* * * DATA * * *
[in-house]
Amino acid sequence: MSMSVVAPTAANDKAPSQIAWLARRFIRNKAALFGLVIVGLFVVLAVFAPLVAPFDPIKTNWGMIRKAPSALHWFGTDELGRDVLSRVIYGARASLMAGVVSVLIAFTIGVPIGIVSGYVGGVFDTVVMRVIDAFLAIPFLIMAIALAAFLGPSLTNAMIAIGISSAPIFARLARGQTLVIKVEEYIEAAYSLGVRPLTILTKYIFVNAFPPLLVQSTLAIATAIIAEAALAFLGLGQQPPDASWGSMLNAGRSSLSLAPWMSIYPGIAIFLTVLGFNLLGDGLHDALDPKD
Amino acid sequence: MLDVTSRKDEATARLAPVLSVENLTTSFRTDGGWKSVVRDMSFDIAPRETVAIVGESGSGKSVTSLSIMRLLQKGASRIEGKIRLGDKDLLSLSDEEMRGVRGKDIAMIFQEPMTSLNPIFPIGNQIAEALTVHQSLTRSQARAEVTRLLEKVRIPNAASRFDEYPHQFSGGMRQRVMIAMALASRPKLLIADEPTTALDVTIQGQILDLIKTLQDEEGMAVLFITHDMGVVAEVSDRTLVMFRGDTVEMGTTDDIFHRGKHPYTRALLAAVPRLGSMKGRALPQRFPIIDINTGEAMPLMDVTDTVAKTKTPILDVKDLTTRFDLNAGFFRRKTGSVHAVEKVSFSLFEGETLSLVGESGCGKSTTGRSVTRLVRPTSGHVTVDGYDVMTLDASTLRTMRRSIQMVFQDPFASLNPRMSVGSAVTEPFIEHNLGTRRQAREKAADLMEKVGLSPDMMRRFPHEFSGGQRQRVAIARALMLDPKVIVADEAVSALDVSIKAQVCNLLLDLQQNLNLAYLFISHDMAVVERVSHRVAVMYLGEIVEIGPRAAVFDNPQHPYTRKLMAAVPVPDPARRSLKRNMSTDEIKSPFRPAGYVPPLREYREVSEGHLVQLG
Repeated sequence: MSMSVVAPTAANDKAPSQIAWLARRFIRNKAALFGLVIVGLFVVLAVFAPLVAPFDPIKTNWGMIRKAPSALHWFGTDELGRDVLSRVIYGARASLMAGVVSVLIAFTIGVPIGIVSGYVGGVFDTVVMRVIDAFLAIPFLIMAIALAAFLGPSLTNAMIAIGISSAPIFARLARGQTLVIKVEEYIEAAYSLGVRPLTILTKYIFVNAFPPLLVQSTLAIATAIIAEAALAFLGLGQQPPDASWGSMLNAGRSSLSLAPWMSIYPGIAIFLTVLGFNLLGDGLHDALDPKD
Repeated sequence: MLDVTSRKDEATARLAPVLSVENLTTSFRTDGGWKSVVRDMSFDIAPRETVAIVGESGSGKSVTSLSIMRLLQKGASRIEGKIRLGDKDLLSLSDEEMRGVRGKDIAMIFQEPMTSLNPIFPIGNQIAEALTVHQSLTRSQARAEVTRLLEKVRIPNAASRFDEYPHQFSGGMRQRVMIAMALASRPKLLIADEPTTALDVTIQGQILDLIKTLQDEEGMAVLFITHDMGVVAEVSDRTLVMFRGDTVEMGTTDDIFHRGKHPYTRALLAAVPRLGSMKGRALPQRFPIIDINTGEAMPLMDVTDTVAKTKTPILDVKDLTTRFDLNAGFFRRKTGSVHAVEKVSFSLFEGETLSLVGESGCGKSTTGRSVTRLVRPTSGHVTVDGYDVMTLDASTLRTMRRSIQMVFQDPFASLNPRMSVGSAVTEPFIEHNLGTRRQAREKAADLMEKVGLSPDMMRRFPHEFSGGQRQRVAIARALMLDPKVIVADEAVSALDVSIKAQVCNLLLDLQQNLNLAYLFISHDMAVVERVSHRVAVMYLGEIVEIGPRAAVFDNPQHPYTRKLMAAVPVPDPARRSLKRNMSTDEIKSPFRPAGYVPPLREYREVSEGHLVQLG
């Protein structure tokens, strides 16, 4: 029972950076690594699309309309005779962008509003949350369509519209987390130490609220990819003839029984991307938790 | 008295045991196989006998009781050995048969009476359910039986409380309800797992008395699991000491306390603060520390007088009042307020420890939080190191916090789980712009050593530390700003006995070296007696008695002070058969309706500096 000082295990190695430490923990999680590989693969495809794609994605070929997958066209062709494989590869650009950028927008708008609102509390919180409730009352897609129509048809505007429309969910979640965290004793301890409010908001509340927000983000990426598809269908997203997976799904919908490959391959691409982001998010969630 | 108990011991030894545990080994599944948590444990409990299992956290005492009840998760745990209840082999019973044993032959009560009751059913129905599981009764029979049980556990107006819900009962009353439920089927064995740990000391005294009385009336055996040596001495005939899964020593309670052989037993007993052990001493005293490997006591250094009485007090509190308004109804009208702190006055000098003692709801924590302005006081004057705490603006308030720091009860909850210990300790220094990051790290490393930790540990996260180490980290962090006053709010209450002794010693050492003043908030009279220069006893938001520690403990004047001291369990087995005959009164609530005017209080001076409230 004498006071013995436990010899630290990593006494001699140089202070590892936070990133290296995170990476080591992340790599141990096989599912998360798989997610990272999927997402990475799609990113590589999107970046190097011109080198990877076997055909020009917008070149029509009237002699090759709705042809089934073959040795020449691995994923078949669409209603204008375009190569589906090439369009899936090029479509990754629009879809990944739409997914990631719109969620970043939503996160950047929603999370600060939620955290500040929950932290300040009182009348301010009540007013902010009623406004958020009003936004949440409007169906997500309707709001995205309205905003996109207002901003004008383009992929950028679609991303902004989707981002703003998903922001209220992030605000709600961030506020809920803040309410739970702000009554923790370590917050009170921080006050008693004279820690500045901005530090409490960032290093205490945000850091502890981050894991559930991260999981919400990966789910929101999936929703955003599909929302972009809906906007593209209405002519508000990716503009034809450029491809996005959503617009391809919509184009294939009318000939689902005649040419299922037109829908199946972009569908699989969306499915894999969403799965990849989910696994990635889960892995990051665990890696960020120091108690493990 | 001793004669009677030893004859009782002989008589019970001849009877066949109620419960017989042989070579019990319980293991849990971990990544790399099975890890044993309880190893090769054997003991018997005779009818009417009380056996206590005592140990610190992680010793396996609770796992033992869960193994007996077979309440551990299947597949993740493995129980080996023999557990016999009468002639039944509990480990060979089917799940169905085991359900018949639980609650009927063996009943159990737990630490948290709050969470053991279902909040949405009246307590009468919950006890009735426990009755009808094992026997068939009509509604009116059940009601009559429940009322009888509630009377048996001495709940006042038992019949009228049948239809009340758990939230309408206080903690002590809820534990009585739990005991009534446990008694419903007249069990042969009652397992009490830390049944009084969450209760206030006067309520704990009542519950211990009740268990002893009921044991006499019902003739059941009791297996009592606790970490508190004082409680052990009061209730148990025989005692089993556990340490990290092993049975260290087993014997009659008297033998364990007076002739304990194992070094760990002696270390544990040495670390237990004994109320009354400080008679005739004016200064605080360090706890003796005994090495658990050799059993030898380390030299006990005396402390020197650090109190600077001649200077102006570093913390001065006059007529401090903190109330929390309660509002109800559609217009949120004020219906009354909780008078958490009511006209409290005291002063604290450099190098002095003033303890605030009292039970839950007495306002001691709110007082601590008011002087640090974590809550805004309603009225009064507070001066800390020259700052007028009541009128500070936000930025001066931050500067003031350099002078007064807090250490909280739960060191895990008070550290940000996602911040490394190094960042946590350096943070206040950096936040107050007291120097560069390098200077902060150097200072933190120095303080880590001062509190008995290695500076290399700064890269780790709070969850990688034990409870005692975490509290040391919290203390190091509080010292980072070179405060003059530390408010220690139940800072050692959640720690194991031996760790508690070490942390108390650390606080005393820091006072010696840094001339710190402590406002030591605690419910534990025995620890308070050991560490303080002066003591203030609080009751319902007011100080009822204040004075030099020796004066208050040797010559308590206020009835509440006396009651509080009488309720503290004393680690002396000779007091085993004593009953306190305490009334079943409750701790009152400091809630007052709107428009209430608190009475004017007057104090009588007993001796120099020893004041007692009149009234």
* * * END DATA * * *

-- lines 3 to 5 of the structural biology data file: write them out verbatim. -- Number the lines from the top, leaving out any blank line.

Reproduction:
Amino acid sequence: MLDVTSRKDEATARLAPVLSVENLTTSFRTDGGWKSVVRDMSFDIAPRETVAIVGESGSGKSVTSLSIMRLLQKGASRIEGKIRLGDKDLLSLSDEEMRGVRGKDIAMIFQEPMTSLNPIFPIGNQIAEALTVHQSLTRSQARAEVTRLLEKVRIPNAASRFDEYPHQFSGGMRQRVMIAMALASRPKLLIADEPTTALDVTIQGQILDLIKTLQDEEGMAVLFITHDMGVVAEVSDRTLVMFRGDTVEMGTTDDIFHRGKHPYTRALLAAVPRLGSMKGRALPQRFPIIDINTGEAMPLMDVTDTVAKTKTPILDVKDLTTRFDLNAGFFRRKTGSVHAVEKVSFSLFEGETLSLVGESGCGKSTTGRSVTRLVRPTSGHVTVDGYDVMTLDASTLRTMRRSIQMVFQDPFASLNPRMSVGSAVTEPFIEHNLGTRRQAREKAADLMEKVGLSPDMMRRFPHEFSGGQRQRVAIARALMLDPKVIVADEAVSALDVSIKAQVCNLLLDLQQNLNLAYLFISHDMAVVERVSHRVAVMYLGEIVEIGPRAAVFDNPQHPYTRKLMAAVPVPDPARRSLKRNMSTDEIKSPFRPAGYVPPLREYREVSEGHLVQLG
Repeated sequence: MSMSVVAPTAANDKAPSQIAWLARRFIRNKAALFGLVIVGLFVVLAVFAPLVAPFDPIKTNWGMIRKAPSALHWFGTDELGRDVLSRVIYGARASLMAGVVSVLIAFTIGVPIGIVSGYVGGVFDTVVMRVIDAFLAIPFLIMAIALAAFLGPSLTNAMIAIGISSAPIFARLARGQTLVIKVEEYIEAAYSLGVRPLTILTKYIFVNAFPPLLVQSTLAIATAIIAEAALAFLGLGQQPPDASWGSMLNAGRSSLSLAPWMSIYPGIAIFLTVLGFNLLGDGLHDALDPKD
Repeated sequence: MLDVTSRKDEATARLAPVLSVENLTTSFRTDGGWKSVVRDMSFDIAPRETVAIVGESGSGKSVTSLSIMRLLQKGASRIEGKIRLGDKDLLSLSDEEMRGVRGKDIAMIFQEPMTSLNPIFPIGNQIAEALTVHQSLTRSQARAEVTRLLEKVRIPNAASRFDEYPHQFSGGMRQRVMIAMALASRPKLLIADEPTTALDVTIQGQILDLIKTLQDEEGMAVLFITHDMGVVAEVSDRTLVMFRGDTVEMGTTDDIFHRGKHPYTRALLAAVPRLGSMKGRALPQRFPIIDINTGEAMPLMDVTDTVAKTKTPILDVKDLTTRFDLNAGFFRRKTGSVHAVEKVSFSLFEGETLSLVGESGCGKSTTGRSVTRLVRPTSGHVTVDGYDVMTLDASTLRTMRRSIQMVFQDPFASLNPRMSVGSAVTEPFIEHNLGTRRQAREKAADLMEKVGLSPDMMRRFPHEFSGGQRQRVAIARALMLDPKVIVADEAVSALDVSIKAQVCNLLLDLQQNLNLAYLFISHDMAVVERVSHRVAVMYLGEIVEIGPRAAVFDNPQHPYTRKLMAAVPVPDPARRSLKRNMSTDEIKSPFRPAGYVPPLREYREVSEGHLVQLG